Biden’s LGBTQ Plan Aims to Return to the Advances Made Under Obama

That will be no small feat.

On Thursday night, former Vice President Joe Biden laid out his plans for advancing LGBTQ equality if elected president. The 17-page pitch is as much a plan for the future as it is a summary of everything that President Trump has rolled back.

It also serves as a reminder that it was President Obama and Biden who championed those gains for queer Americans. On Thursday, Biden vowed to reinstate pro-LGBTQ policies unraveled by Trump.

“Joe Biden believes that every human being should be treated with respect and dignity and be able to live without fear no matter who they are or who they love,” the plan starts out.

Many of Biden’s goals are expected: reversing Trump’s transgender military ban, supporting LGBTQ asylum-seekers, restoring Obama’s executive order prohibiting discrimination by federal contractors, appointing LGBTQ judges and officials, reinstating protections for transgender people in federally-funded homeless shelters, and reaffirming that Title VII of the Civil Rights Act protects LGBTQ people when it comes to employment discrimination.

But the platform also promises that a Biden administration will go beyond gains made under Obama. It notes that the Obama-Biden State Department led the way by updating its gender-change policies for passports.

“As President, Biden will build on this action to ensure all transgender individuals have access to identification documents that accurately reflect their gender identity,” the policy pitch reads. “Biden believes every transgender or non-binary person should have the option of changing their gender marker to ‘M,’ ‘F,’ or ‘X’ on government identifications, passports, and other documentation.”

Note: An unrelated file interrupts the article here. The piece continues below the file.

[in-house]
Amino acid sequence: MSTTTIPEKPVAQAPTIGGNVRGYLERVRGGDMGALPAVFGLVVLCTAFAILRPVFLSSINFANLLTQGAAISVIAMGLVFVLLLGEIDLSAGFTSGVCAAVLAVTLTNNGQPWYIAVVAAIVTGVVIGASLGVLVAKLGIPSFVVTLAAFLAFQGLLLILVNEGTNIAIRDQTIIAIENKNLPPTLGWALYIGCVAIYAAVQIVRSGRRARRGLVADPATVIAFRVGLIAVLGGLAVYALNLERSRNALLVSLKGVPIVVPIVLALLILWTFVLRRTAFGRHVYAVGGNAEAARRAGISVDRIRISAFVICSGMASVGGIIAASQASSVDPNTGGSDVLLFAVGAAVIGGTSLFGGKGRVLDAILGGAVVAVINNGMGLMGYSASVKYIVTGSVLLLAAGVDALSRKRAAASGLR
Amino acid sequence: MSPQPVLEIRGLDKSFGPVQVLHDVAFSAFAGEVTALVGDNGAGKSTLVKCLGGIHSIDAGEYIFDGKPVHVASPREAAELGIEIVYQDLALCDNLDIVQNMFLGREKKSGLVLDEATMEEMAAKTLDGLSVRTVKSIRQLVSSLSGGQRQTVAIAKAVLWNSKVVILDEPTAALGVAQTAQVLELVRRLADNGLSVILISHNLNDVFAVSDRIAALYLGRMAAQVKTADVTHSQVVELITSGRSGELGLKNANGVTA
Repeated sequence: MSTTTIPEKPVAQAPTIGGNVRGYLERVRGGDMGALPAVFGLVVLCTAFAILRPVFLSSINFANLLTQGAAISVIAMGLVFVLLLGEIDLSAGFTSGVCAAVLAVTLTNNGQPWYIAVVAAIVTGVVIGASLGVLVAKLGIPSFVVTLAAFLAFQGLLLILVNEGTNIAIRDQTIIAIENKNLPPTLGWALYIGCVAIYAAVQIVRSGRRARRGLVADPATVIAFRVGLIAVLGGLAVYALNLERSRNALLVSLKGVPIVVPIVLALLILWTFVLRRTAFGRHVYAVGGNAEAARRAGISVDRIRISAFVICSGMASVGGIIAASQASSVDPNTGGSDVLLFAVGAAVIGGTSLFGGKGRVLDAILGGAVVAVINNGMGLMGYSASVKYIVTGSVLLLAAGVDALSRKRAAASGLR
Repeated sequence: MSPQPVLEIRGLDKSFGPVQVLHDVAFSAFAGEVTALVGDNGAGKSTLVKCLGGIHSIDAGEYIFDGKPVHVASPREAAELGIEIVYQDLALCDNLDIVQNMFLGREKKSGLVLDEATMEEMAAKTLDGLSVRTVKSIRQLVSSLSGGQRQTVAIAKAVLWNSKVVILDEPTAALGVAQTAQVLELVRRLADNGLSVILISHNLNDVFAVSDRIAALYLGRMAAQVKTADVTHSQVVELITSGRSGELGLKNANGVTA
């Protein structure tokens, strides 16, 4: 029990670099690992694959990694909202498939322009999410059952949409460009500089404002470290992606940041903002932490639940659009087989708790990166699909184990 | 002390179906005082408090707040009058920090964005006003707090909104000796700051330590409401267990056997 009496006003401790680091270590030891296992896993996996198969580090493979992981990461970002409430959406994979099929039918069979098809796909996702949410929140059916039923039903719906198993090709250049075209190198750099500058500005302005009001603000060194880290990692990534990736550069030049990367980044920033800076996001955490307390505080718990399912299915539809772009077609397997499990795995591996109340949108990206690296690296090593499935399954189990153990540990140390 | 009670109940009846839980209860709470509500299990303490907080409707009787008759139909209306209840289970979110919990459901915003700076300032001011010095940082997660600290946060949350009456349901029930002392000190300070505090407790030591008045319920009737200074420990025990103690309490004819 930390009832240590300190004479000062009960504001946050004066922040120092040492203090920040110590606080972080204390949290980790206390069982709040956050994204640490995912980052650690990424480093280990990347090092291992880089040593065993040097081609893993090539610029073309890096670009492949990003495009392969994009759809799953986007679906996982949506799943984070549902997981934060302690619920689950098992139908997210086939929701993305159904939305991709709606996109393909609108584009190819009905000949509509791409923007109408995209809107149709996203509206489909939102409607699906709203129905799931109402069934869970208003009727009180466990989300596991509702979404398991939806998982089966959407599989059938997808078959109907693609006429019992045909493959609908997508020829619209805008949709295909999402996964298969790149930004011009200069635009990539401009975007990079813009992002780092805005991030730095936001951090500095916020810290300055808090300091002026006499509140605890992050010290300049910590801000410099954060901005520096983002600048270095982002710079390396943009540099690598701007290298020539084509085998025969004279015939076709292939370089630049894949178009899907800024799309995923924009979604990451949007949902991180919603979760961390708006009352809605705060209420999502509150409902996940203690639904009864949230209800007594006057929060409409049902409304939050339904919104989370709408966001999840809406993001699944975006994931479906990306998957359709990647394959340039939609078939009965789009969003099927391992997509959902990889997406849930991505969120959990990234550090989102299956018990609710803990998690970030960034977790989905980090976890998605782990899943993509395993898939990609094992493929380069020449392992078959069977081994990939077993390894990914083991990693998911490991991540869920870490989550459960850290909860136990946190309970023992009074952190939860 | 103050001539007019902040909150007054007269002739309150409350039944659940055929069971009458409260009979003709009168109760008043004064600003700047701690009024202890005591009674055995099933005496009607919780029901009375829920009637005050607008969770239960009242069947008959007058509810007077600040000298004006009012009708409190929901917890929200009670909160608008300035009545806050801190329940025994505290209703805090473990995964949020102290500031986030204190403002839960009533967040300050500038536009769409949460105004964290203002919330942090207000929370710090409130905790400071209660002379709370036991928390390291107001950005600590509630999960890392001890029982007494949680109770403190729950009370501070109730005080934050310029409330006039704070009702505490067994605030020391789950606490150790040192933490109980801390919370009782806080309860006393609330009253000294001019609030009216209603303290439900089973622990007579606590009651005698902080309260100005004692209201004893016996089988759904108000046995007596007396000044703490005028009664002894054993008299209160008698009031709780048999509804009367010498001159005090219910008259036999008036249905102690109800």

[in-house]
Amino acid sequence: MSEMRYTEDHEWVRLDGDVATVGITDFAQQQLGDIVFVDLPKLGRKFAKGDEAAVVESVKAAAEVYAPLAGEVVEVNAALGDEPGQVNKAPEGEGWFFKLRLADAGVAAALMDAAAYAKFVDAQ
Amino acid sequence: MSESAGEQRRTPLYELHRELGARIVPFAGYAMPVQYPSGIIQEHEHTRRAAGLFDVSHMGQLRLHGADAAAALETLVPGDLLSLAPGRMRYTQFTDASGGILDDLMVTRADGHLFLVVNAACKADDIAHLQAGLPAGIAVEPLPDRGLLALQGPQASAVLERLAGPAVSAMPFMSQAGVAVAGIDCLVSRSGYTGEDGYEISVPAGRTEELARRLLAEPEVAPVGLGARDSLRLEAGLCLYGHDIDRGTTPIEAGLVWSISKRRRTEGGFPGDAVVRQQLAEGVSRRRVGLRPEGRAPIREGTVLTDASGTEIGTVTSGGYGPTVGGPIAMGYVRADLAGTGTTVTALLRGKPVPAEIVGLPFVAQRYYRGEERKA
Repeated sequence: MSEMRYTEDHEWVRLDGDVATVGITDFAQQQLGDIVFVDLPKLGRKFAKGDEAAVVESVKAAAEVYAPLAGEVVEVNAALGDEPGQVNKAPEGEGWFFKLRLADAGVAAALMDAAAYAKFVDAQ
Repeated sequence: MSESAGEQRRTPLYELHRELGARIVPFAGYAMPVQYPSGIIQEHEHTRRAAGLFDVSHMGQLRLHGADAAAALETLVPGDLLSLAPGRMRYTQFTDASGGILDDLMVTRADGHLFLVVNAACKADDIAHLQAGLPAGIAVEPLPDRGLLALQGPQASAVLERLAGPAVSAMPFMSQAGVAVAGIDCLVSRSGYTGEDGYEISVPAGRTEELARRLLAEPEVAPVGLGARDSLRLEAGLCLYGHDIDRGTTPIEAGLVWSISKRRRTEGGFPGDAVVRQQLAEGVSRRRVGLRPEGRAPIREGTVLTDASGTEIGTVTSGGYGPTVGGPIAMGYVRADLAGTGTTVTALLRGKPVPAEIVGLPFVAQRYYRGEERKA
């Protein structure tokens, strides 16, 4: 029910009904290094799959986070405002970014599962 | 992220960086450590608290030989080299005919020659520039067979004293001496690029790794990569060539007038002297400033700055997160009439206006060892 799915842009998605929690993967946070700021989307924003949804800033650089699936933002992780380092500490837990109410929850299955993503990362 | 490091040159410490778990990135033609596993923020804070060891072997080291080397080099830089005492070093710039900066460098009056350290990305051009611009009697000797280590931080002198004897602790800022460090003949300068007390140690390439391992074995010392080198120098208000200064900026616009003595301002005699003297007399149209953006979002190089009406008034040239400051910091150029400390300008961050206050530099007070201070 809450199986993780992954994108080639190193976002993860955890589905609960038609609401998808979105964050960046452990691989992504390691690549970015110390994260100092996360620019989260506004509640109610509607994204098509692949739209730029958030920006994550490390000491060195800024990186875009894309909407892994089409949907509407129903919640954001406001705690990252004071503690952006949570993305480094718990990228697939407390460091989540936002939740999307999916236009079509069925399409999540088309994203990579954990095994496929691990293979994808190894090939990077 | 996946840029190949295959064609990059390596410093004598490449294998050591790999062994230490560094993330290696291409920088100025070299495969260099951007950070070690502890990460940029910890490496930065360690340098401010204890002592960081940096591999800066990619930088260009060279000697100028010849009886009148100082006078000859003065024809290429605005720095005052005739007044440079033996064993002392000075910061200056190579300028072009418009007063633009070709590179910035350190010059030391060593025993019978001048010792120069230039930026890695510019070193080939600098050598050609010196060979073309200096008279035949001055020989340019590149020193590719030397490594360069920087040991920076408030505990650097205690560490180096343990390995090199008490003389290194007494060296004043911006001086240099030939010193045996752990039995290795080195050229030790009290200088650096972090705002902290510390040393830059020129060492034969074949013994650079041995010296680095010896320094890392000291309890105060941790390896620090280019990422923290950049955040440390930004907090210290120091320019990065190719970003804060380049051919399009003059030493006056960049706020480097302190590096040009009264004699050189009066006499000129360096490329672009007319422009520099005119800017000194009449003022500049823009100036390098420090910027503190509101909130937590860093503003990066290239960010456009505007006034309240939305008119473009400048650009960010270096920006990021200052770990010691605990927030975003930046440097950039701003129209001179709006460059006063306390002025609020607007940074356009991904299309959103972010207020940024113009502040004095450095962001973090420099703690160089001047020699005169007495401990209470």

The U.S. District Court for the District of Colorado has repeatedly ruled that the State Department must issue gender-neutral passports, a judgment the Trump administration continues to fight.

Biden also vows to implement policy within his first 100 days to curb violence against transgender women of color, insuring that trans homicides are fully investigated and updating FBI data collection to include LGBTQ categories. He proposes stemming the tide of violence by tackling employment and housing discrimination laws, which place many trans people at an increased risk of danger.

He also says he will work to increase safety for LGBTQ people behind bars, reinstating guidance in the federal Transgender Offender Manual, rolled back by Trump last year. Biden plans enforce the Prison Rape Elimination Act with regards to transgender people, which says trans people must be placed on a case-by-case basis and not simply as their sex assigned at birth.

He promises that on his first day in office, he will restore transgender students protections rolled back by Trump. He also vows to fight against LGBTQ youth homelessness and suicidality, ban conversion therapy, nix discriminatory blood bans, and increase access to health care. In all, the plan amounts to one of the more ambitious policy proposals released by a Democratic presidential contender. It comes as Elizabeth Warren, widely praised for her extensive LGBTQ platform, exits the race.

Biden is the last presidential candidate to put out an LGBTQ plan, and advocates say he needs to make a strong case to queer voters to secure the nomination.

LGBTQ voters are expected to make up a substantial portion of the electorate. HRC estimates that there are 11 million LGBTQ voters and 57 million “equality voters,” or people who vote with LGBTQ rights in mind. On Tuesday, NBC News reported that 10% of Super Tuesday voters were queer.

Queer people make up just 4.5% of the overall population, according to a Gallup Poll.

LGBTQ people heavily favored Bernie Sanders on Super Tuesday, according to NBC. Still, the Vermont senator has released one of the shortest LGBTQ platforms of any 2020 contender. (NewNowNext has invited the Sanders campaign to elaborate on his plans but has not yet received a response.)

Kate Sosin is an award-winning, trans-identified news and investigative reporter.